Google wants to use recycled material in all its hardware products by 2022

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We live in a time where the effects of global warming are obvious and there is a big social responsibility for companies to clean up their act in terms of being more responsible for the environment. It’s something which obviously affects the big petroleum, chemical and manufacturing companies that are the biggest CO2 emitters in the world, but also has an impact on al industries which can do their part in being more responsible for the environment.

Google believes that they too have an important part to play as in a recent interview with Fast Company, the company announced that it has begun using recycled plastic in Chromecast devices, and used plastic bottles to create the fabric on Google Homes and cases with the intent to using  recycled materials in all of its Made By Google products by 2022. That portfolio currently includes hardware like Pixel phones, Pixelbooks, Google Home speakers, Nest, and accessories like phone cases and charging stands.

Along with the use of recycled materials, the company also plans to be carbon neutral by 2020 across all its operations and reduce emissions by 40 per cent by switching from air shipments to cargo, though did not provide any firm timelines to the latter statement. Moving shipments from air to cargo though is an interesting move because while cargo shipments do use fewer carbon fuels they take a lot longer from a logistics perspective. How they manage that while still being able to get merchandise to clients quickly is going to be an interesting challenge for them.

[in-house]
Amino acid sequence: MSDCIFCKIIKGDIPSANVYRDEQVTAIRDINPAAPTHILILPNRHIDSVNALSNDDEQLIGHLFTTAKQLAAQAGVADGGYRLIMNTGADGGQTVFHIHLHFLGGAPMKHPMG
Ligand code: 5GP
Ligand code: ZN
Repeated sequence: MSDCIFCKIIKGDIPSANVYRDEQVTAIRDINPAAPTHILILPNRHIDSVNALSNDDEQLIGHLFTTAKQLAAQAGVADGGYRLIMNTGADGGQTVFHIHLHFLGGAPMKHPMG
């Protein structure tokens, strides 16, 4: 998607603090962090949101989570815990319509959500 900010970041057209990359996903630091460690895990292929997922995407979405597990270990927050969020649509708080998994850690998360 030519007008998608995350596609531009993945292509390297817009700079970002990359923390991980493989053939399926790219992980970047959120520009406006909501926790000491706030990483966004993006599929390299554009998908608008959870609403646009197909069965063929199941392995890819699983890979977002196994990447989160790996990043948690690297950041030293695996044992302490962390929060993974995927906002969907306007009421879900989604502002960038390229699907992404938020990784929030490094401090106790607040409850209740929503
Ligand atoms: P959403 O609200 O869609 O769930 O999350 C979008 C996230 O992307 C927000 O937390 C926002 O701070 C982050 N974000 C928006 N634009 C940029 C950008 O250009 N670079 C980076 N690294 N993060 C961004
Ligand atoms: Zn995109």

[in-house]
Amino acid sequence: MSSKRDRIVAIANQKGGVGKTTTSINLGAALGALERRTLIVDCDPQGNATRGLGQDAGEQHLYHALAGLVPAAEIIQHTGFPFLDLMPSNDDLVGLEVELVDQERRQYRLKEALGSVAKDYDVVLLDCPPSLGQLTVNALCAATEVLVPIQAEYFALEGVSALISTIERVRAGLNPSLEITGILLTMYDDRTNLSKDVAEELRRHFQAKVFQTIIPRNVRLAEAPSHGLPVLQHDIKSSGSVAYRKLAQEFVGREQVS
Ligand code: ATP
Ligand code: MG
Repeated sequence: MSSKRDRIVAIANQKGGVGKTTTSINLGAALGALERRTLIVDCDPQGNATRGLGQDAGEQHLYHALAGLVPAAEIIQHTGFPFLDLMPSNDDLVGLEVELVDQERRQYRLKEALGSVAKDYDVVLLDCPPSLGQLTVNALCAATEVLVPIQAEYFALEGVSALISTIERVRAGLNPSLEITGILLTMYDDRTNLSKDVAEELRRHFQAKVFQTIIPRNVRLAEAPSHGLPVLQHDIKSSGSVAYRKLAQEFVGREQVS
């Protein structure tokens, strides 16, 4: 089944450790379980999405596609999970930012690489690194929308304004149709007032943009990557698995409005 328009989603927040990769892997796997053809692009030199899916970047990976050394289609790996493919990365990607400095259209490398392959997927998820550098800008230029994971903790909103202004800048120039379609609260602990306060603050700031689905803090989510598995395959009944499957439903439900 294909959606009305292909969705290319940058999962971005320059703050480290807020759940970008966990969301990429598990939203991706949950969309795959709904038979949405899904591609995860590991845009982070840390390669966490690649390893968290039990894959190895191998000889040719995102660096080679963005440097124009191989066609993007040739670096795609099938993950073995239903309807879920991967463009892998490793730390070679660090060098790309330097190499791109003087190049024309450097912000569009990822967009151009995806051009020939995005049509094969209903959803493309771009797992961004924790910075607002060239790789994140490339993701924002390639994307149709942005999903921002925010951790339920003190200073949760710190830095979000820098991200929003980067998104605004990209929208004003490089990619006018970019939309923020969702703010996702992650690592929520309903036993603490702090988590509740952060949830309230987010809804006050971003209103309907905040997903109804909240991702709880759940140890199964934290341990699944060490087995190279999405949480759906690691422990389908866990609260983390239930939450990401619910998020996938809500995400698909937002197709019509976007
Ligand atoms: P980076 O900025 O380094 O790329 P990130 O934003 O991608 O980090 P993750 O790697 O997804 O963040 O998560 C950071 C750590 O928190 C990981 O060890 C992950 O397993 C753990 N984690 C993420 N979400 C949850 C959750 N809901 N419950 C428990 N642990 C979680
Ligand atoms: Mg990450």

This follows a similar announcement from Samsung earlier this year where they also promised to use sustainable material in all their packaging with the aim of reducing their carbon footprint in their manufacturing process. These are small enhancements, but important ones coming from big tech companies like this and a great sign that the industry wants to play their part in addressing environmental concerns and sustainability. Or at the very least have the right optics about them.

Last Updated: August 8, 2019

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